"My Little Madam"
Calling an historical figure a lesbian can be misleading. Women who have written about their affection for each other, along with spinsters who lived together for years, have often been viewed without much hint they had intimate relationships. With the coming of second wave feminism in the later 20th century a tendency to view all women in more or less heterosexual terms stirred a rebellion in which the definition of lesbian was challenged. Some groups widened the definition to mean any woman who didn't live a traditional heterosexual life. In 1970 the Radicalesbians stated, "A lesbian is the rage of all women condensed to the point of explosion." In 1980 feminist writer and poet Adrienne Rich proposed a continuum of lesbian relationships ranging from sexual to platonic. Rich wrote that instead of genital or sexual relationships between women, lesbian can mean any woman who skirts a conventional married life and resists male tyranny. Rich suggested lesbian relationships can happen between women who live or work together, even within the same family.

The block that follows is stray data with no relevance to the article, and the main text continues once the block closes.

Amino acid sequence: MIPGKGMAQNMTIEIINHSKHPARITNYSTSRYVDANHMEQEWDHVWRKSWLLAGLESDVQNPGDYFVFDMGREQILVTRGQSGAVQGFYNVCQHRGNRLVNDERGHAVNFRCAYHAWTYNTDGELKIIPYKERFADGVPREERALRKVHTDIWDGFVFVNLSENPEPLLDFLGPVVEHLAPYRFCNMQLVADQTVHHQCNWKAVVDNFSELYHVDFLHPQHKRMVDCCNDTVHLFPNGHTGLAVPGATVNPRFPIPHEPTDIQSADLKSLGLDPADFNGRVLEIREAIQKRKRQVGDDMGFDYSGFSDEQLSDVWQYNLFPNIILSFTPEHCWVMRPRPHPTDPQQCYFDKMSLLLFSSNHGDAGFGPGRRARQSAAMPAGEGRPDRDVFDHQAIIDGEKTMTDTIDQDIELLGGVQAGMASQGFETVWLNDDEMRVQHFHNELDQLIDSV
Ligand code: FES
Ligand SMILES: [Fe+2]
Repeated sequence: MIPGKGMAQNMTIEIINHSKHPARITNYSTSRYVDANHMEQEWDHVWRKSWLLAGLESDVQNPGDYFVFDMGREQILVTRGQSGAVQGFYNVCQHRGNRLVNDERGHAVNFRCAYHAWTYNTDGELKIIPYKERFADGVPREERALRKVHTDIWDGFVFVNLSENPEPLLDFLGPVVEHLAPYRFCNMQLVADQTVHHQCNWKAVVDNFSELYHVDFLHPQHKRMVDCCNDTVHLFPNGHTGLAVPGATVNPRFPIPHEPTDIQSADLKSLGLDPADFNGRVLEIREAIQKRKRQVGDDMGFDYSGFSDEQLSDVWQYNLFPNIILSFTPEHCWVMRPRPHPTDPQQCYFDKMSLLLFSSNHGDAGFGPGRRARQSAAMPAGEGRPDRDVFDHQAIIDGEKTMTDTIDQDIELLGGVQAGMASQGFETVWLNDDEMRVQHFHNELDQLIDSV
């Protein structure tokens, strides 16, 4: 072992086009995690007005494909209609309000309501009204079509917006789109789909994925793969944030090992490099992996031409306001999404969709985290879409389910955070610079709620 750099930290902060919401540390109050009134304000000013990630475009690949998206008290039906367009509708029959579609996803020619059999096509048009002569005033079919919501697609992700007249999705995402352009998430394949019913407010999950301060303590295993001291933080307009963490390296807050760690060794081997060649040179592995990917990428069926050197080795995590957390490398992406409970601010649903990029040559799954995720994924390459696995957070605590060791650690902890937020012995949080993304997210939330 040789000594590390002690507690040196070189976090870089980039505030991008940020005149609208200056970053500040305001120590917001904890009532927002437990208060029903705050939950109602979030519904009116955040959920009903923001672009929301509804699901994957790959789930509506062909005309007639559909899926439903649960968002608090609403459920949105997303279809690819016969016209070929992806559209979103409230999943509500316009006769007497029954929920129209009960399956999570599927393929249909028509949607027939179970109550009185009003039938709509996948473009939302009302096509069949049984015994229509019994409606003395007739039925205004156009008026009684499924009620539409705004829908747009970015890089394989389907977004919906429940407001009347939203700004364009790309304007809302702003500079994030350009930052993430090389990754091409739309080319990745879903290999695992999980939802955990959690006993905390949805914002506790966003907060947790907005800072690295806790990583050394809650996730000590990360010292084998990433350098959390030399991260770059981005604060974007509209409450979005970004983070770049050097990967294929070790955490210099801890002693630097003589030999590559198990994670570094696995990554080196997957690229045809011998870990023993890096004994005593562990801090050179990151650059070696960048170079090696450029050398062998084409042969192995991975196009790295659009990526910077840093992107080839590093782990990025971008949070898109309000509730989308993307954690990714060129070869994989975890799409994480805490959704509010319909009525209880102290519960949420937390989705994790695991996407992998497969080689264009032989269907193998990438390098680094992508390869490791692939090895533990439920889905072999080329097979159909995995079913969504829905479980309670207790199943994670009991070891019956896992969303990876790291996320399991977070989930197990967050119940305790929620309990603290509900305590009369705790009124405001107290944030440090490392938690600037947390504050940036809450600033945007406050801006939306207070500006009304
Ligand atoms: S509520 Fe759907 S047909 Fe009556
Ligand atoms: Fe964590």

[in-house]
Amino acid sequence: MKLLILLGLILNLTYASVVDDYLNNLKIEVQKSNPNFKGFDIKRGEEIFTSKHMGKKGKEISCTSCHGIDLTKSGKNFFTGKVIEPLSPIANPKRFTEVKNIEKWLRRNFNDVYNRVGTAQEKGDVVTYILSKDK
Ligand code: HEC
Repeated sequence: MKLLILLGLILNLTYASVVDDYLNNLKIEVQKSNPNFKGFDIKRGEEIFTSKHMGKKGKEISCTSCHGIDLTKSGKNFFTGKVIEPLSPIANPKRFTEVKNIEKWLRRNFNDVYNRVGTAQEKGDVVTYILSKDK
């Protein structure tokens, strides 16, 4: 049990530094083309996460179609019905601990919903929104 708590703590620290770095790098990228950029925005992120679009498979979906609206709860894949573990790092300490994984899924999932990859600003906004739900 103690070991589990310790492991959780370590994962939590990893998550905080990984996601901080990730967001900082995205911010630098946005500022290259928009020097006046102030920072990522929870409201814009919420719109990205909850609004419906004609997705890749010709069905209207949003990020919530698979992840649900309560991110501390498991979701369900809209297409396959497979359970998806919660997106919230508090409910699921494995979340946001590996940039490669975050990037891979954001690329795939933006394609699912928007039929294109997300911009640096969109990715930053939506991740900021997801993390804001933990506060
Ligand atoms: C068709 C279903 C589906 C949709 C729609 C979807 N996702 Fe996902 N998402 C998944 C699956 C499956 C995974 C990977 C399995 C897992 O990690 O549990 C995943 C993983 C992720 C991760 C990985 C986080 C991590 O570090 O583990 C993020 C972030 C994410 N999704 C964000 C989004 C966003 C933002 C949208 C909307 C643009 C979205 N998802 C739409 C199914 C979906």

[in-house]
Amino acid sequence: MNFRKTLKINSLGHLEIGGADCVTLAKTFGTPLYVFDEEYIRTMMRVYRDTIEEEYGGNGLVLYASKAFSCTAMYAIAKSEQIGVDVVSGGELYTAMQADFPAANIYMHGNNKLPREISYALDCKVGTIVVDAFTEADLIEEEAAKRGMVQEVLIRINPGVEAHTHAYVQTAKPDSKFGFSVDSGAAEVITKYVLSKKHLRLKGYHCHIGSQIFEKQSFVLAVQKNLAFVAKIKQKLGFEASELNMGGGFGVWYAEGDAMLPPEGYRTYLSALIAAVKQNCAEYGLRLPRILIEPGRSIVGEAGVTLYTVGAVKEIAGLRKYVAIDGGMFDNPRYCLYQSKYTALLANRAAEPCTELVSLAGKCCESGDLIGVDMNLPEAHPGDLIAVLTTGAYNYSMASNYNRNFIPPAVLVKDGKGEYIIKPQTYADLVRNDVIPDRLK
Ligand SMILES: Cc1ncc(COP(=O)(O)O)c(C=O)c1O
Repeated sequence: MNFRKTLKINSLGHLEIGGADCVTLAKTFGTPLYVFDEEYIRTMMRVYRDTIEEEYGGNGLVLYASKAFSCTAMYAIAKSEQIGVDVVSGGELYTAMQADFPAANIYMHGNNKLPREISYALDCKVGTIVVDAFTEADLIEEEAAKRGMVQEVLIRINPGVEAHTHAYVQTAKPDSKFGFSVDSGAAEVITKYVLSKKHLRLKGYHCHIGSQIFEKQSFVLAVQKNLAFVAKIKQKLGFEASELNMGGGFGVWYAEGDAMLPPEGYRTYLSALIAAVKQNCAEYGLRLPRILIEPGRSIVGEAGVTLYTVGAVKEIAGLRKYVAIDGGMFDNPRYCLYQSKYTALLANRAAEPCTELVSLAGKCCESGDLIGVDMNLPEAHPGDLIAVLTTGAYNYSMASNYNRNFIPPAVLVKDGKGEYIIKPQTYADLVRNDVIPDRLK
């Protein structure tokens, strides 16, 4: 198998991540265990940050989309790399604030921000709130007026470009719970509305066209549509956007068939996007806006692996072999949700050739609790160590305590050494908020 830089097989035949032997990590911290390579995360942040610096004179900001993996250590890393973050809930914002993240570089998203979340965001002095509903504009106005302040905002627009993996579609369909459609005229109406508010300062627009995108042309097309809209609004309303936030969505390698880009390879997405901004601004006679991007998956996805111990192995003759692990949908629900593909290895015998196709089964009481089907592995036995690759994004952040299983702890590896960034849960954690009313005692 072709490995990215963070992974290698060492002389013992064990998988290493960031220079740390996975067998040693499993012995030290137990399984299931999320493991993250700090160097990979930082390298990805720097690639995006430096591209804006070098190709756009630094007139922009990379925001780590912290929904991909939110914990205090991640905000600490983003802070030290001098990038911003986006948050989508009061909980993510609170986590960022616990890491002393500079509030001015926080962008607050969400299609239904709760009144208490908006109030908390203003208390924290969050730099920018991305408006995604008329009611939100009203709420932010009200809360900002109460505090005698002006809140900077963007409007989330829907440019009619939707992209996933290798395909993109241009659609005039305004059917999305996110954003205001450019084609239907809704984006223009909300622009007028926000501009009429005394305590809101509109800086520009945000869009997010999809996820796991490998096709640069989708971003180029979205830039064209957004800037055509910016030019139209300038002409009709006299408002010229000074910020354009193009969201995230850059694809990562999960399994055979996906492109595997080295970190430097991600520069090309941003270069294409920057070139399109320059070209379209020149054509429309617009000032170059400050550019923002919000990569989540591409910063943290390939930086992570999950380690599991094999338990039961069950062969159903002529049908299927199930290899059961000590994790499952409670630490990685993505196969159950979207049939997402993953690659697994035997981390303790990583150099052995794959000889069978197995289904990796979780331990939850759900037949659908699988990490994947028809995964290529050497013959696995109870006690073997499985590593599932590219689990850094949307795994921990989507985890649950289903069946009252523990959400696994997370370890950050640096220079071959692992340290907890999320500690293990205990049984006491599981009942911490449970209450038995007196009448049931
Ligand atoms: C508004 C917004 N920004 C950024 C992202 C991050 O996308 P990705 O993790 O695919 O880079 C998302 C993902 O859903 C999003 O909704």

An updated take on this wider definition has to do with the girl crush as written about by Stephanie Rosenbloom in The New York Times. Rosenbloom defines a girl crush as "that fervent infatuation that one heterosexual woman develops for another woman who may seem impossibly sophisticated, gifted, beautiful or accomplished." Such girl crushes may trigger the same kind of feelings involved in a romance and although not sexual in nature, these feelings may sway relationship dynamics if the object of the crush learns about them. This broadening of the meaning for lesbian as any woman who bonds with another woman became known as woman identified woman. However, this usage has been criticized as desexualizing lesbians. Cheshire Calhoun wrote in 1995 "When feminist woman loving replaces lesbian genital sexuality, lesbian sexual identity disappears into feminist identity.